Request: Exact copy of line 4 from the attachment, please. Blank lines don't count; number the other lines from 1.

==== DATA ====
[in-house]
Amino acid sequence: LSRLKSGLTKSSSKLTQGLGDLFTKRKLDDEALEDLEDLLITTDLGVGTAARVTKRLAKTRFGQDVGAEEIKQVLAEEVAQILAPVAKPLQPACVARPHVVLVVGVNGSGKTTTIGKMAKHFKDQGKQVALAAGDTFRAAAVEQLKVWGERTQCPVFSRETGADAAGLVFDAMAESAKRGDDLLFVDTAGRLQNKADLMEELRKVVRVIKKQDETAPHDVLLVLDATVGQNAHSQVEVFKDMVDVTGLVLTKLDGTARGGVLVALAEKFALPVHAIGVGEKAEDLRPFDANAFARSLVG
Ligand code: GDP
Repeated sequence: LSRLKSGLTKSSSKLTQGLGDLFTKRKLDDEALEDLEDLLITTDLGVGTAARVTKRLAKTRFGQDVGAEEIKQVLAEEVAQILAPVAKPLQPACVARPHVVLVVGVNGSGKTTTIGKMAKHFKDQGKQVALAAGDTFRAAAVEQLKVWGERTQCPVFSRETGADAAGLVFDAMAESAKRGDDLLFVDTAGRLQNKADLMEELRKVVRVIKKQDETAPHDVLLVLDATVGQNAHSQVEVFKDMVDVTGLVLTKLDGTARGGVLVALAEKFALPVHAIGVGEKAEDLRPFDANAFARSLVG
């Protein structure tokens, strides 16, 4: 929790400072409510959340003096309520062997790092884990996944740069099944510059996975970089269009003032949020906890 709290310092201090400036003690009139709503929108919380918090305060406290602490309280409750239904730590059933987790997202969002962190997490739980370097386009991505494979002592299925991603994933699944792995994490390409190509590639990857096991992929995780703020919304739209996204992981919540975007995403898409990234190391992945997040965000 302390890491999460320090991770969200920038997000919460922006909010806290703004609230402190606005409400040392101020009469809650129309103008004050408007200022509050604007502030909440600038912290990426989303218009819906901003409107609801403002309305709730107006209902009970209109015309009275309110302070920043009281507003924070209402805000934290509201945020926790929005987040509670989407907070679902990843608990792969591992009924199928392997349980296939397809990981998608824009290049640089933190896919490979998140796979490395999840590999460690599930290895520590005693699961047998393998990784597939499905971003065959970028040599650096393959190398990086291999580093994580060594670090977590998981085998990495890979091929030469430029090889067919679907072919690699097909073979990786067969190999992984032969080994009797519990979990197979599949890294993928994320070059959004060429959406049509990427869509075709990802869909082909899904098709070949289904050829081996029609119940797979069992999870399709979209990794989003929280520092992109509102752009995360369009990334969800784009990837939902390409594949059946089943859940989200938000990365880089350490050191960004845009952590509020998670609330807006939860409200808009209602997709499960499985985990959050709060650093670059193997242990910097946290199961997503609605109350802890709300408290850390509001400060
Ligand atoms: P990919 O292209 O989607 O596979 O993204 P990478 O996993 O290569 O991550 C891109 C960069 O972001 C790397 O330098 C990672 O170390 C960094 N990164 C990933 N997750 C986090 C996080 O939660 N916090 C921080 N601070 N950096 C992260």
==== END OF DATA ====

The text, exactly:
Repeated sequence: LSRLKSGLTKSSSKLTQGLGDLFTKRKLDDEALEDLEDLLITTDLGVGTAARVTKRLAKTRFGQDVGAEEIKQVLAEEVAQILAPVAKPLQPACVARPHVVLVVGVNGSGKTTTIGKMAKHFKDQGKQVALAAGDTFRAAAVEQLKVWGERTQCPVFSRETGADAAGLVFDAMAESAKRGDDLLFVDTAGRLQNKADLMEELRKVVRVIKKQDETAPHDVLLVLDATVGQNAHSQVEVFKDMVDVTGLVLTKLDGTARGGVLVALAEKFALPVHAIGVGEKAEDLRPFDANAFARSLVG